Lessons from a One-Legged Runner


Terry Fox was just 18 when doctors discovered bone cancer in his right leg. They amputated his leg six inches above the knee. After undergoing chemotherapy and seeing others who suffered with cancer, particularly children, Terry decided to make a difference. Fitted with a prosthetic leg and supported at first by just a few friends and family members, this brave young man set out to run across Canada to raise money and awareness for cancer research.

Terry began his Marathon of Hope on April 12, 1980, in St. john’s, Newfoundland. When a recurrence of cancer ended his cross-country run at Thunder Bay, Ontario, on September 1, 1980, Terry had run 3,339 miles in 143 days, roughly the equivalent of a marathon every day. After a courageous battle with the disease he had worked so hard to defeat, he passed away in June, 1981.

This would be an amazing enough story if it had ended there. But it doesn’t. Participants from around the world keep alive Terry’s dream of curing cancer with the Terry Fox Run held annually in 52 countries. In the years since Terry passed away, participants have raised more than $350 million for cancer research around the world.

James R. Miller said, “It is a great deal easier to do that which God gives us to do , no matter how hard it is, than to face the responsibility of not doing it.” For each of us, God has an appointed task. Sometimes that seems a task too daunting and a calling too high. “Who am I?” asked Moses, Joshua, Jeremiah, Isaiah, and any honest man.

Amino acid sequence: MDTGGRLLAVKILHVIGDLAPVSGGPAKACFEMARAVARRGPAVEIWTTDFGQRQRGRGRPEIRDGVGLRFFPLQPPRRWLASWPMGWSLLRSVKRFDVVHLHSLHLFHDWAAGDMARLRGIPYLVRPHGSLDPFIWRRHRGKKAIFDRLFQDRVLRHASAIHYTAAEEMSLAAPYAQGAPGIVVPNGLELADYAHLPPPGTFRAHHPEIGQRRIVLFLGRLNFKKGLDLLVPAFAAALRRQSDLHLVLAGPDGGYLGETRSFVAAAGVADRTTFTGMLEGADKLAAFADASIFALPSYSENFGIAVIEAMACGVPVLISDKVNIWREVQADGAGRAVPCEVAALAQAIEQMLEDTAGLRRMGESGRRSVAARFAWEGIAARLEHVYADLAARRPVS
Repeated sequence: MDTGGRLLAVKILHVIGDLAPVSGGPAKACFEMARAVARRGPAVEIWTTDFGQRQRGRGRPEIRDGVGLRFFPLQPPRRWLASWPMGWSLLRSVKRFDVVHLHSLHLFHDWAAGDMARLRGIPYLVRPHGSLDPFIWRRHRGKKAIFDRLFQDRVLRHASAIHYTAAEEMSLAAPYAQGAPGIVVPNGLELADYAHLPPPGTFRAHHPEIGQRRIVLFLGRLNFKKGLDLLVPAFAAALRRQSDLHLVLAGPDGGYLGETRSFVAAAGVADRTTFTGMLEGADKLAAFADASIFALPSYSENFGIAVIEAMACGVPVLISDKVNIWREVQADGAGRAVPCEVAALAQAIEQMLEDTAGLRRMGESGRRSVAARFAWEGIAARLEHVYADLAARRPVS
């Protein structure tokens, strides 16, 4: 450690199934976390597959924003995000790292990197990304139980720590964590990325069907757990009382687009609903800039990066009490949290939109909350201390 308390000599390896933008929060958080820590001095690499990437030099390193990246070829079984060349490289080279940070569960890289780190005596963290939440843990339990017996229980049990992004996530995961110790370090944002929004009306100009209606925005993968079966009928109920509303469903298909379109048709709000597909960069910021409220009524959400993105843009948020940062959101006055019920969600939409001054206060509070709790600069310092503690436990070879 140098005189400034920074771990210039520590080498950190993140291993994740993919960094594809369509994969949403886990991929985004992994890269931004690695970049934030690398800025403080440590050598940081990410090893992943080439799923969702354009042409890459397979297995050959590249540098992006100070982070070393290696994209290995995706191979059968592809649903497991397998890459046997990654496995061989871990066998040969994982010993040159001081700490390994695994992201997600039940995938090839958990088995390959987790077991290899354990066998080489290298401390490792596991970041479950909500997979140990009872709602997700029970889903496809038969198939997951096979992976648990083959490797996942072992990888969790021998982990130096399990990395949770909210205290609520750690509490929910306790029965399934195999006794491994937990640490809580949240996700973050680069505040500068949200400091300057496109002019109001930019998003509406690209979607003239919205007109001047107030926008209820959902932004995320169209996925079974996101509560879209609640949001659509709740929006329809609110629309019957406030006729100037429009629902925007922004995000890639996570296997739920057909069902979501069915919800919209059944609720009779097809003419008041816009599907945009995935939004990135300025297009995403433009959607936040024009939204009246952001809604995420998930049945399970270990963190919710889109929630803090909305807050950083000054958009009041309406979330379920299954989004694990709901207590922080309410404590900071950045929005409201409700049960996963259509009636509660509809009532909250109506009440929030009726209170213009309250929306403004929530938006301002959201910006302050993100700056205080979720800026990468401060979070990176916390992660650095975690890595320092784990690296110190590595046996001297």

From Terry Fox’s story one resounding truth demands our response – God’s highest calling on each of our lives is to do something that will be here when we’re not. Anyone can do something that makes a difference for a day, a week, or even a year. But to do something that outlives us is our highest calling.

A squirrel in a tree was watching his buddies who had fallen into a lake. None of them could swim. As he saw them struggling just a few feet from the shore, he jumped into action. Running out to the far limb hanging over the lake, he jumped into the water, landing close to his friends. While he knew he would drown, the ripples caused by his splash would be just enough to wash the others to safety.

God wants each of us to make a splash. Don’t be content to only do that which is so insignificant that you can see the results yourself. God has a great opportunity out there for you. To leave the safety of the branch may be the hardest thing you will ever do. And the lives you will touch, the effect of the splash, may be something you never see.

You have two choices: safety or significance. Follow the lead of Terry Fox. Do what the squirrel did. Why? Because there are a lot of people, many you have never met, who are depending on you. It’s time to make a splash.

Note: No squirrels were actually hurt in the telling of this story.


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